Charen, a legislator in New England, made an informed choice to go flat after her prophylactic bilateral mastectomy for BRCA-1. She prioritized her health and function as well as having a short surgery and recovery period. Her surgeon respected her wishes. Two weeks after surgery, Charen was back to hiking and living her life!
Due to family and personal health history, I was diagnosed with the BRCA-1 gene mutation in 2016. When I knew my path was prophylactic mastectomy, I met with my surgeon. She insisted I listen to all the options, which included going flat, implant reconstruction, or DIEP flap reconstruction. After asking questions related to health, function and recovery, I chose to go flat for the following reasons.
- I could have my mastectomy and ovary removal all in one OR session instead of enduring additional risk of infection or injury from anesthesia.
- I was outpatient instead of spending 1+ days in ICU.
- I needed a small fraction of the pain management.
- My recovery time was 1/4 to 1/3 as long.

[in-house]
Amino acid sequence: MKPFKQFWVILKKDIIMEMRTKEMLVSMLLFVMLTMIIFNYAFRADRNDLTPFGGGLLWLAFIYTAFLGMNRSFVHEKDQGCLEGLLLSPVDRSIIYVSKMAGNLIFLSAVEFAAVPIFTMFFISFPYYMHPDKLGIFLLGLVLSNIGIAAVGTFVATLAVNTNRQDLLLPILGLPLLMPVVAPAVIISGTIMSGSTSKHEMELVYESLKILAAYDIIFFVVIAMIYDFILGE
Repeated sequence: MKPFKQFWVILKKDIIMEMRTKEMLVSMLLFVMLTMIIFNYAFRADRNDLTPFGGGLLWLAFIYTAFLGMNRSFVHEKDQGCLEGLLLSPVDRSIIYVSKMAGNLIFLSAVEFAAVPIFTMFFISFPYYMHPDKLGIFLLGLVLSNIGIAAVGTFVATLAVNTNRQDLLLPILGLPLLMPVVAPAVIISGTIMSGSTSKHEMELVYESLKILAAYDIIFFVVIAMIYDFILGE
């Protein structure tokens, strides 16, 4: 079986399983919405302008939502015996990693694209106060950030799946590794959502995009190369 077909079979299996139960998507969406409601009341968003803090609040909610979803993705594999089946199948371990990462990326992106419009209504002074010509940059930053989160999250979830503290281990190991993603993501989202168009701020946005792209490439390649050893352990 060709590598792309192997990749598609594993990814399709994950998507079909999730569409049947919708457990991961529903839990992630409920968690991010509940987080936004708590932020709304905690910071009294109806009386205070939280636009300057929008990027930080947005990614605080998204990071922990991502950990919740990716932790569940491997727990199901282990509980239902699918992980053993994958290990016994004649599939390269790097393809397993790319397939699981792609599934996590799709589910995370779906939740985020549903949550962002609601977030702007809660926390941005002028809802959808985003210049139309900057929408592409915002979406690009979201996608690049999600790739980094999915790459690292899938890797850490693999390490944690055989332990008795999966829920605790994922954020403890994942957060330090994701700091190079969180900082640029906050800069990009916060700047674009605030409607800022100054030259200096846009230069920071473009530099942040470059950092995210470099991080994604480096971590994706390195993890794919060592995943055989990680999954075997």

- I maintained full use of my arms and shoulders instead of having my pectoral muscle or abdominal tissue mutilated.
- Reconstruction could not give me back what I lost. Implant reconstruction looks like a war injury and they are cold and numb. DIEP Flap leaves huge scars on the abdomen for numb, scarred “mounds”.
- I am not ashamed of losing my breasts, nor do I need to make people believe that I have breasts in order to have professional or personal relationships built on respect, trust and common goals.
I was very lucky. I had an excellent breast surgeon who explained everything to me clearly, respected my wishes, and who had the skill to give me an aesthetic flat closure in one procedure. It healed quickly and well. Two weeks later I was on a gentle hike and a month after that, I was on a wilderness canoe trip. Going flat allowed me to have a life built on authenticity and health. It was the best choice for me to achieve personal and professional goals from outdoor or farming activities to better advocating for mastectomy patients in the state legislature.
And honestly, nobody has ever noticed unless I brought the topic up.
It is crucial for the dignity of mastectomy patients that they are fully informed of the medical choices and risks and that their wishes for an aesthetic flat closure be respected and fully carried out.
Disclaimer: Any and all information published by Not Putting on a Shirt (NPOAS) on behalf of a third party is for informational purposes only and should not be taken as a substitute for medical or legal advice from a licensed professional. Views expressed and claims made by third parties do not necessarily represent the views of NPOAS.